Object #1016898 from MS-Papers-0032-0648
4 pages written 24 Sep 1872 by Dr Peter Wilson in Opunake
From: Inward letters - P G Wilson, Reference Number MS-Papers-0032-0648 (34 digitised items).
Letters written from New Plymouth, Opunake and Wanganui, 1855-1876
A transcription/translation of this document (by ATL) appears below.
September 24th. 1872.
I only received your two telegrams on my return here last Monday, as I was detained in town till Mr. Parris' return from Parihaka to draw money for the Police.
I wrote you from there on the subject of the Cape Egmont election. At the time I wrote it was generally believed that Major Atkinson would be the successful candidate; but although he agreed with everyone that a Coalition Ministry was most desirable, no distinct promise could be obtained from him that he would join the Opposition to get the present Government out of Office.
With the exception of the relations and particular friends of the big family, the electors of the Cape Egmont district have gone over to Mr. Moore-house. For the Patea district, I believe the voters, from what I hear, will be pretty equally divided; but that is of no consequence, as the majority in New Plymouth will easily bring Mr. Moorehouse in. Ballance, the Wanganui Editor, has retired from the field.
Mr. O. Carrington is here. He came down late last night. He tells me Mr. Moorehouse had three fourths of the votes. Some of your old friends are working hard in support of Mr. Moorehouse. Halse is doing all he can, and I need not say he has great influence. He told me he had received a letter from you. Old Watson, the harbour-master is out canvassing every day. If he knocks up a dozen Houses, he says he is determined to see you in the Ministry again.
I was only sorry I was not free to do more. I had to be careful, as my Chief is a relative of the big family.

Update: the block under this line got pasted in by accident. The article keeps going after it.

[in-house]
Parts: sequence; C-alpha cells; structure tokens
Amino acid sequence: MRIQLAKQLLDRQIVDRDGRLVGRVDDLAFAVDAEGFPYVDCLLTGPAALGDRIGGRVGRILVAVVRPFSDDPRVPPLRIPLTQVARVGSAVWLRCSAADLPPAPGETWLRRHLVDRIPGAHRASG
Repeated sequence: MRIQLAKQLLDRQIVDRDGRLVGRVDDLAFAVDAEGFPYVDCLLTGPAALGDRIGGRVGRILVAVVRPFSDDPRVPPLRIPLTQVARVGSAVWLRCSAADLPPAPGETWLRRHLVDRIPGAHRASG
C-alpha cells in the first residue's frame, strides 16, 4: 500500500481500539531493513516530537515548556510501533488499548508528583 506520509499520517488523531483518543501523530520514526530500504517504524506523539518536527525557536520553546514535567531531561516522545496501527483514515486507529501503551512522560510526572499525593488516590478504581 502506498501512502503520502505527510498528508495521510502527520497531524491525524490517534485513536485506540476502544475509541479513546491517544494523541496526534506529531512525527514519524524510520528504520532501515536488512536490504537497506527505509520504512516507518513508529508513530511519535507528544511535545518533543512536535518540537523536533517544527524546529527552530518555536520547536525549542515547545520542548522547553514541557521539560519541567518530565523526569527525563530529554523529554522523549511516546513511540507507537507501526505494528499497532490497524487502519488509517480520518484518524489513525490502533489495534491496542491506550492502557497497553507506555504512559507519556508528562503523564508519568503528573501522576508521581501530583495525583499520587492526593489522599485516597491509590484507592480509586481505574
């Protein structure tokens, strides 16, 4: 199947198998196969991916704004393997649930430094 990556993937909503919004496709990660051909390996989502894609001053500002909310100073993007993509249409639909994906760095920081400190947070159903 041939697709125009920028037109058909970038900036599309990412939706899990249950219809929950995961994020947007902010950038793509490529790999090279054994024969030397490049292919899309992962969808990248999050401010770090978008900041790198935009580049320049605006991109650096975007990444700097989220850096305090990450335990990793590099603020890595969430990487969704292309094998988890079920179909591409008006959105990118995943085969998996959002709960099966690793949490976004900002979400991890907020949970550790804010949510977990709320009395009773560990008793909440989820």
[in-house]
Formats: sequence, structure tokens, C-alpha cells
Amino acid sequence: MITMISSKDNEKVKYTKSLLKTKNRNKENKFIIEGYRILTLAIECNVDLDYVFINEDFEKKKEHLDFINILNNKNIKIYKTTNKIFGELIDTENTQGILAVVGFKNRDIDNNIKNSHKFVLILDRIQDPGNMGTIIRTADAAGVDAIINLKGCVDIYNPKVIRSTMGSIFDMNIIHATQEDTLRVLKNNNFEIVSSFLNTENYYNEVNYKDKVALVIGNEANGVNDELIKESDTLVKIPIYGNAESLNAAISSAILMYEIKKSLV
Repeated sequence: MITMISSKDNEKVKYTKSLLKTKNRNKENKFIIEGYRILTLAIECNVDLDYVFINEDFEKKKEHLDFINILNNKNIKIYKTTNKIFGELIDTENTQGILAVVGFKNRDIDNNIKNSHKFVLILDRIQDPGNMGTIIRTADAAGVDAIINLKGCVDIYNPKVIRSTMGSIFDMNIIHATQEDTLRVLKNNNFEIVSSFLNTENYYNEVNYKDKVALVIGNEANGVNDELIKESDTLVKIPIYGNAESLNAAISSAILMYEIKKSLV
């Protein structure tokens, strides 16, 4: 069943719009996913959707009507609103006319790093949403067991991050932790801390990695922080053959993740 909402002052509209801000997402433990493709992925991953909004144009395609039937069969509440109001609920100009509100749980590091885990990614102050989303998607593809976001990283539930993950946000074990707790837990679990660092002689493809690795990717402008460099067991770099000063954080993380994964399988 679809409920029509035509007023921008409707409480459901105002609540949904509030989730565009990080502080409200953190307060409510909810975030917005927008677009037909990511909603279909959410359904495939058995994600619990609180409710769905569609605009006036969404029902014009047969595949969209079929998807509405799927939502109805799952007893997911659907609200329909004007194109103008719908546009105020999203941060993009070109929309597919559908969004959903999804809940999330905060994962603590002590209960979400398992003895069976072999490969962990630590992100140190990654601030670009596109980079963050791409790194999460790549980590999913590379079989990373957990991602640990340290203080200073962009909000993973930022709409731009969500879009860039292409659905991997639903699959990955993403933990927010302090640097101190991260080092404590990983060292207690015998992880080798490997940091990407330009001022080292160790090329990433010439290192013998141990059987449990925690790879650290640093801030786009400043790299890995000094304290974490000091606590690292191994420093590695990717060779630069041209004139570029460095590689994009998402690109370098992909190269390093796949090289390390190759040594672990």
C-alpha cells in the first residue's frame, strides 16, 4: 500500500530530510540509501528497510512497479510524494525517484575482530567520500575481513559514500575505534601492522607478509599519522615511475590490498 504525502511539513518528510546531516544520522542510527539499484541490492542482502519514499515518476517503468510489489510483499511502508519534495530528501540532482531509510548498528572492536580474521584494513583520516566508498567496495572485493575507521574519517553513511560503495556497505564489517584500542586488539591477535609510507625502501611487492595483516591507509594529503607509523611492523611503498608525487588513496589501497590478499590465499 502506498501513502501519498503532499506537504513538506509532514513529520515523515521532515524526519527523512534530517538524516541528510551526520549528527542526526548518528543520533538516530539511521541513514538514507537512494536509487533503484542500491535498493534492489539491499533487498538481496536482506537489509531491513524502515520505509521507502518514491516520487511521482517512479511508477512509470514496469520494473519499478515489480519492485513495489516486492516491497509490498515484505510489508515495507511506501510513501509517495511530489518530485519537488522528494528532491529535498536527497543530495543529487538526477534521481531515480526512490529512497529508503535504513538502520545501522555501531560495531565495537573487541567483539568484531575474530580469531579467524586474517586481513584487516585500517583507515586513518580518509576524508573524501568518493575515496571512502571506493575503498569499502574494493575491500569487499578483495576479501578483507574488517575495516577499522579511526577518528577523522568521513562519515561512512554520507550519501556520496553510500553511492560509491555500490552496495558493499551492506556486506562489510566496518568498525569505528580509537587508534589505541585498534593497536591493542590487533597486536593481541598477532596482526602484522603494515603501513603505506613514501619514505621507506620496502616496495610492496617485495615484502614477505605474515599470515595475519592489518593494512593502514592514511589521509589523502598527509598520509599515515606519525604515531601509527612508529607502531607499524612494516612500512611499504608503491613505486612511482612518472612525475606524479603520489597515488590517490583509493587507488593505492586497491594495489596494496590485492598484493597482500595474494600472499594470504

I could only assist the "Herald" a little; and as several came to ask my opinion on the effect the change would have on the natives, I could only have one opinion - that the present Government could not fail to involve the country in another war.
The Parihaka Meeting has been the largest this year ever held there. No decided results having been come to; road and telegraph not discussed; I fancy a secret understanding has been come to among themselves, not to give up the Confiscated Lands; but nothing openly was said on the subject. If I hear anything on the subject, I will let you know.
Some persons consider that the taking up of the White Cliff will lead to another war; as they may consider it a challenge. If those people are inclined for mischief, it is better they should be drawn to White Cliff, where they can do little harm, than that they should make a raid on the Waikato settlements. A force sent up the Mokau would keep them busy in their own country, and out of the settled European districts.
yours very truly,
Inward letters - P G Wilson, Reference Number MS-Papers-0032-0648 (34 digitised items)
Series 1 Inward letters (English), Reference Number Series 1 Inward letters (English) (14501 digitised items)
McLean Papers, Reference Number MS-Group-1551 (30238 digitised items)
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